The third Monday in February has been a state-level public holiday in Arkansas called “Daisy Gatson Bates Day” since 2001. The date is the same as President’s Day, which is also celebrated in Arkansas.
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This holiday was instituted to remember the valor and achievements of civil rights leader Daisy Lee Gatson Bates, who took a leading role in the Little Rock Central High School integration crisis of 1957.
Daisy Gatson Bates was a civil rights leader who did much to help integrate Arkansas schools. She was key in the legal struggles associated with the case Aaron vs. Cooper. And it was this case that ultimately bore fruit in the integration of Little Rock Central High School the following year.
Daisy Gatson Bates grew up in Arkansas’ segregated school system, and she knew all too well how false the dictum “separate but equal” really was. As an adult, she and her husband ran a newspaper that spoke out against this and other unfair and racially prejudiced policies of her time. She led the fight in court leading up to the integration battle at Little Rock Central High, and she was there to support brave students who enrolled when classes opened up.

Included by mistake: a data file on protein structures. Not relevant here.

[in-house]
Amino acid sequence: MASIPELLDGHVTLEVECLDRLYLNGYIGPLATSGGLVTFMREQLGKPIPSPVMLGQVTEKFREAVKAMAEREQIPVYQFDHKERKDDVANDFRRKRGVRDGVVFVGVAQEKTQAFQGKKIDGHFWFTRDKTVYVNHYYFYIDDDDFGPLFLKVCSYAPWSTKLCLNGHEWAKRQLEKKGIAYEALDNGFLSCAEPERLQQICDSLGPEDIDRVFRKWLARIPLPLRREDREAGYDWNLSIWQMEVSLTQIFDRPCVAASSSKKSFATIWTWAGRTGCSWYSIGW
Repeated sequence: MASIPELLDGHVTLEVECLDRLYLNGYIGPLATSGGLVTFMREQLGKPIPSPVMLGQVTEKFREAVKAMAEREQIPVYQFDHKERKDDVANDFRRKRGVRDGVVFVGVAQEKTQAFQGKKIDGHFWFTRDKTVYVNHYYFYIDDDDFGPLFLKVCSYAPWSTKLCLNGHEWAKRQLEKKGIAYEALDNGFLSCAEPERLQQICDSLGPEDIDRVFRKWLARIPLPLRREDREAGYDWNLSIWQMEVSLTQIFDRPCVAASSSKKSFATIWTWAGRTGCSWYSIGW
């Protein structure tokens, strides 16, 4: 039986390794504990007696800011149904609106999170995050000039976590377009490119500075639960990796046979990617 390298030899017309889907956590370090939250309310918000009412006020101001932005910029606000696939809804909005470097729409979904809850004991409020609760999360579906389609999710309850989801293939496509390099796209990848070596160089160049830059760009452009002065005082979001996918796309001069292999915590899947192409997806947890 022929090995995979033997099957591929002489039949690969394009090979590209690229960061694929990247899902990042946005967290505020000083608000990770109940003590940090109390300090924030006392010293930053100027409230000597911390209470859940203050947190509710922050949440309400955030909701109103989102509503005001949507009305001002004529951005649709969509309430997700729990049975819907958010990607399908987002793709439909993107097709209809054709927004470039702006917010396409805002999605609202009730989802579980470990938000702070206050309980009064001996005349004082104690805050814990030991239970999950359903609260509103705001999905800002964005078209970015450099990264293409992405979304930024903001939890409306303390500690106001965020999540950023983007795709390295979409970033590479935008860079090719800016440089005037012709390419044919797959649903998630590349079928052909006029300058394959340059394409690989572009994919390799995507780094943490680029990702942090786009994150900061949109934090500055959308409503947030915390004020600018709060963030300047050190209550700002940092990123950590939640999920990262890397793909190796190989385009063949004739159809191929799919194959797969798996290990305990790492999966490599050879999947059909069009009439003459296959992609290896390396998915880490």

Bates also was active in the NAACP and in other causes that fought for equality and fairness and against segregation and racism.
Around Daisy Gatson Bates Day each year, students in schools learn about the Civil Rights Movement during this time of year, and there are many local events in Little Rock and throughout the state of Arkansas held in her honor.